The week between Christmas and New Year's Eve and day is one of my least favorite of the year. Why? Because on January 1, like all Thoroughbreds (and several other horse breeds), Dorado "officially" becomes another year older. This year, he celebrated his 17th birthday.

Age hasn't slowed this horse down! Here, he prepares for a dressage test at 16 years of age. What will 17 bring? I can't wait to find out.

Photo: Kristen Janicki

Fortunately, Dorado has aged incredibly well, especially considering he made 55 starts as a racehorse until he retired at 6, and then picked up a career as a lower-level event horse. He still doesn't look his age, and he sure doesn't act it! (My father emailed me on Dec. 31 asking if this was going to be the year Dorado's mental age caught up with his physical age. My response? "Judging from our last ride, uhh...no!") He might have gained another year older chronologically, but he's still a giant goofball who grows a hand with excitement every time we go out for a ride (he grows two hands when we head for the jumping arena).

In 2012 we had our first major setback that--I've finally accepted the fact--will impact Dorado's career as an eventer. We discovered an old fracture in one of his right front sesamoid bones and accompanying fetlock arthritis that required months off from work. Despite the fact that the injury is currently behind us and he's back in training, how long he'll remain sound is a mystery. I do take comfort in the fact that his veterinarian believes that, with regular exams and necessary maintenance, Dorado will be able to comfortably event for several more years, barring mishaps and/or other injuries of course.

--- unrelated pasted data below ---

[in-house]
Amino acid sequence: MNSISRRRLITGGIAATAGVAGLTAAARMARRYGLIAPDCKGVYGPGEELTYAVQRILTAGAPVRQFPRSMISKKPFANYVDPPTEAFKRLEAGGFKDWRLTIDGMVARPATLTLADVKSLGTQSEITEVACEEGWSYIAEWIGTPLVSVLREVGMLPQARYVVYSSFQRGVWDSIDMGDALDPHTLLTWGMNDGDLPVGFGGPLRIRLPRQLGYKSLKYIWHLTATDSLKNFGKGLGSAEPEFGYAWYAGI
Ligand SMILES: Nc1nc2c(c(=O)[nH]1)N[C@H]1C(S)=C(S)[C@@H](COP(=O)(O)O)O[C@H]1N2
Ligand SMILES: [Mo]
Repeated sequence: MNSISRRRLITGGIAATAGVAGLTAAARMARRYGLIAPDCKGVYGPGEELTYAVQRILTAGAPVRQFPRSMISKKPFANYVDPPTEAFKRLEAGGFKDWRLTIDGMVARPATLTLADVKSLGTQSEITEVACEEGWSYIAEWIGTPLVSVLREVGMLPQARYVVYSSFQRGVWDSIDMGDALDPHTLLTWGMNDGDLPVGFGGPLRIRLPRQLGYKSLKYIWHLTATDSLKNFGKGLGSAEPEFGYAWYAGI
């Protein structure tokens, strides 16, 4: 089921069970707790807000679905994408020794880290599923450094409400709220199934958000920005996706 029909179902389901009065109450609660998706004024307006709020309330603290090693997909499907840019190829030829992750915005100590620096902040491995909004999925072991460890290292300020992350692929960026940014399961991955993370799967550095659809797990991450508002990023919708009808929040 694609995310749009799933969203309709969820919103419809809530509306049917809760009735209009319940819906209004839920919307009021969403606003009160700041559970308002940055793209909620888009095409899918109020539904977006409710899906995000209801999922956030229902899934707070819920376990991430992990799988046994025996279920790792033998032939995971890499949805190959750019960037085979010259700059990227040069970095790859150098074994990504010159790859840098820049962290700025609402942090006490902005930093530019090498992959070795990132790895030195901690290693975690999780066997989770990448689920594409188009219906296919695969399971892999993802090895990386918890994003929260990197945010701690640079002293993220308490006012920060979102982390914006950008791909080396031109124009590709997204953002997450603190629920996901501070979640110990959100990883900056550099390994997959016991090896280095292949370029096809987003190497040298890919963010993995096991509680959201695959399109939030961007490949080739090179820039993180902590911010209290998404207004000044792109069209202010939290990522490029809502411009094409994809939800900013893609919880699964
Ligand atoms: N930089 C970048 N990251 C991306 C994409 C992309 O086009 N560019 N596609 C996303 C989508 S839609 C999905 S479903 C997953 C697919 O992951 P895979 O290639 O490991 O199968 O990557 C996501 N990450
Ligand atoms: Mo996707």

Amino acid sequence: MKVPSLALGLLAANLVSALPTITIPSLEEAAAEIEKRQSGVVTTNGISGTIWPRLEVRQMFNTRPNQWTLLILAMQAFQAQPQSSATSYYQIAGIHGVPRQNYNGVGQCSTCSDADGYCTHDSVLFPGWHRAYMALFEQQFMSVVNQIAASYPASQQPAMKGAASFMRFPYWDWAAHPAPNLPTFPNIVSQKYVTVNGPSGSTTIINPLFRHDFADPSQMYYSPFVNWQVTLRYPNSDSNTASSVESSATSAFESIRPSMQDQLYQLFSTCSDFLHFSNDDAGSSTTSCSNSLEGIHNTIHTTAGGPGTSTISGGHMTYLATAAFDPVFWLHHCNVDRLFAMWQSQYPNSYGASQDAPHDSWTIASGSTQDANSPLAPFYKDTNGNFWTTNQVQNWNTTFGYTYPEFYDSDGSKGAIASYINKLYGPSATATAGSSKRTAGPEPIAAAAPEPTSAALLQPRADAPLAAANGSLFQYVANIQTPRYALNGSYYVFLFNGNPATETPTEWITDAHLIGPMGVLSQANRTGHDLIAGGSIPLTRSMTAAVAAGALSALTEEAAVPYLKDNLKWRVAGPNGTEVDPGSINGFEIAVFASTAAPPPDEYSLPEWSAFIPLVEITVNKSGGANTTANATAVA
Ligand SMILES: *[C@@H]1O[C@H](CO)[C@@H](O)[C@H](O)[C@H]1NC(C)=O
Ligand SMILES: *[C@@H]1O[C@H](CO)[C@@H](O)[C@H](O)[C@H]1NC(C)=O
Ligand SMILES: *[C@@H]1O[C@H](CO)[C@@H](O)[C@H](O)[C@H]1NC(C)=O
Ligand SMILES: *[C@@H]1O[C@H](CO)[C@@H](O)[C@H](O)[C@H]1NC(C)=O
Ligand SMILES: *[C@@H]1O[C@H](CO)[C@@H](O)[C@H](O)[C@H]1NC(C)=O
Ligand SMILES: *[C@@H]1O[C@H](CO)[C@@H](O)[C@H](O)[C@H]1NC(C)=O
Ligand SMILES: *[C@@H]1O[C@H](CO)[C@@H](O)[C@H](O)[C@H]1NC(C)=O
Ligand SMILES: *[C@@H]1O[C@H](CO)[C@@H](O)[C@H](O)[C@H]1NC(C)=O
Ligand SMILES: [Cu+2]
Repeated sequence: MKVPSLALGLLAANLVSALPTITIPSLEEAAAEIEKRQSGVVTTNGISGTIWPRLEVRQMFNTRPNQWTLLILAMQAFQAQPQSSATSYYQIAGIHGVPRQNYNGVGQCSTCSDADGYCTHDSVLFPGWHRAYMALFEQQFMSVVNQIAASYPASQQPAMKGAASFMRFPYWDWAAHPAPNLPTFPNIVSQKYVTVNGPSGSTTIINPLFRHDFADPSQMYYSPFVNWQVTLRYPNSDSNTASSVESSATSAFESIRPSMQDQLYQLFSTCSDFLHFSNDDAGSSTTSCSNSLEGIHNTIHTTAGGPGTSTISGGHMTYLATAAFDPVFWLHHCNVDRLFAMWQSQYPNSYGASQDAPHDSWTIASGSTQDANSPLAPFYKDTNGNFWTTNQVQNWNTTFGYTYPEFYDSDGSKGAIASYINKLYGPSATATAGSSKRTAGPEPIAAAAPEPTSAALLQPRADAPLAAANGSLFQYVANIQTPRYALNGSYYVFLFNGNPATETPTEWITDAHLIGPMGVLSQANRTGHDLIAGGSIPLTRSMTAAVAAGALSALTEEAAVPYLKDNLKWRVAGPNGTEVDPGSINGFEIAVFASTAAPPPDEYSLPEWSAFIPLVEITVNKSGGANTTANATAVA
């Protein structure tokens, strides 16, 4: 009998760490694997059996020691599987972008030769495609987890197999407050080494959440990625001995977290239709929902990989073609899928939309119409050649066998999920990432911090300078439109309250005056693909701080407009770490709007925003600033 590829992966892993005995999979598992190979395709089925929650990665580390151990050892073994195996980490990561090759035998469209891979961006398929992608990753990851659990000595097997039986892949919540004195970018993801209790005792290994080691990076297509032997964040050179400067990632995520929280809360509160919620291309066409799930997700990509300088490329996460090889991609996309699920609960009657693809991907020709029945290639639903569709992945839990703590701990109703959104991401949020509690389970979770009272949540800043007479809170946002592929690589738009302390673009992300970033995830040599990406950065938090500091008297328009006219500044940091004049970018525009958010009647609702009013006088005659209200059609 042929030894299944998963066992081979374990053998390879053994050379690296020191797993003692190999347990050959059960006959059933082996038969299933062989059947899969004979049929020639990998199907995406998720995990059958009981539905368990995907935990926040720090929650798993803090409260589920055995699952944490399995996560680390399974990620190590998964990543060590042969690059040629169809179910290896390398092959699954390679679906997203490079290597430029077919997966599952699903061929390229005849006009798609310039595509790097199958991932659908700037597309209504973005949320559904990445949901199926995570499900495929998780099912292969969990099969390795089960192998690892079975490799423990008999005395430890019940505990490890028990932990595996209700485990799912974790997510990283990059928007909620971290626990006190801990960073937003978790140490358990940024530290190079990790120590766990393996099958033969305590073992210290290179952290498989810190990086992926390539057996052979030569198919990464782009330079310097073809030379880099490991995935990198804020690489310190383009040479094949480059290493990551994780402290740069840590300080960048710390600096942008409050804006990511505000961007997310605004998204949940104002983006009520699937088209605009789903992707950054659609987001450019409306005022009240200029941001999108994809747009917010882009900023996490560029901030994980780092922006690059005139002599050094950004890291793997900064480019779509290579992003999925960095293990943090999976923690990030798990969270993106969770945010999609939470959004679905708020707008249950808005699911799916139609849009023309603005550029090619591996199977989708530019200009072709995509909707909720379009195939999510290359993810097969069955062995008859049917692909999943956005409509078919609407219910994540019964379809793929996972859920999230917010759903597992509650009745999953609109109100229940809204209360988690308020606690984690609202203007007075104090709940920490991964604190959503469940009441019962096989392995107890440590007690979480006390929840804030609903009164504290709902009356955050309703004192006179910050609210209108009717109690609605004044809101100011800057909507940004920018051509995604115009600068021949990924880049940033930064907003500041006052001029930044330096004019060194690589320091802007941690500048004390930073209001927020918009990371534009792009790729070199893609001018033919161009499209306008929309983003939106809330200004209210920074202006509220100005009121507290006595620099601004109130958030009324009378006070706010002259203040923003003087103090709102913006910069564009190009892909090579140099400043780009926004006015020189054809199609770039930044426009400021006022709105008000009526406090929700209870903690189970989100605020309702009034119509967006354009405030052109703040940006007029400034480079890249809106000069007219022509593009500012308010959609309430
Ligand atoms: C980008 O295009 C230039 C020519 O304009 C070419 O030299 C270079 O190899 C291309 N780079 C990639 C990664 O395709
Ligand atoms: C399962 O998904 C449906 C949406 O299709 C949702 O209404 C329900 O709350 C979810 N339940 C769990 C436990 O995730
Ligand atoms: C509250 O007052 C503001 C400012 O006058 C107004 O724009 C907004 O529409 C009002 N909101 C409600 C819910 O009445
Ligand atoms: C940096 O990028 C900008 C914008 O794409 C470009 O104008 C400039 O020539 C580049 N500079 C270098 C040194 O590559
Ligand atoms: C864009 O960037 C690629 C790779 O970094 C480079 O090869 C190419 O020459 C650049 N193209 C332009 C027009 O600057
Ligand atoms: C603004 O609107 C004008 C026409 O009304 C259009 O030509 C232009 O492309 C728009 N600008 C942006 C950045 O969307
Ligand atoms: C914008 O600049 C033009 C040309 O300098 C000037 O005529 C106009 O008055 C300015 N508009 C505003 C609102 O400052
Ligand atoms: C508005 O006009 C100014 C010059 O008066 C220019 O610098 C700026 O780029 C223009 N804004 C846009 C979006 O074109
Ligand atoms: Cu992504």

The plan for Dorado this year--which I've already reviewed with our vet--is to aim for a spring and a fall horse trial with a few combined tests thrown in the mix for fun. His first vet check of the year--barring emergencies--will be in March, when we'll see how his fetlock held up to the winter training and proceed from there. Who knows what the year will bring, but I can tell you for sure that both Dorado and I are itching to get back to a serious training program, as soon as the weather allows.

Because I've cared for so many senior horses in the past, ushering horses into retirement is nothing new to me. I've become a relatively good judge of when they're ready and rearing to go, and when they're ready for a break. But I'll fully admit it's completely different when your own horse that you've trained from the start is (slowly) approaching the day when the bridle finally gets hung up for good. My eyes welled up when I scratched Dorado on the forehead, saying, "Happy birthday, old man." But even though retirement is eminent, it's not yet here for Dorado. We're going to keep forging ahead to achieve our goals.

How old will your senior horses be this year? What are your plans for them in 2013? Share your thoughts below!

And may you and your horses enjoy nothing but the best in 2013!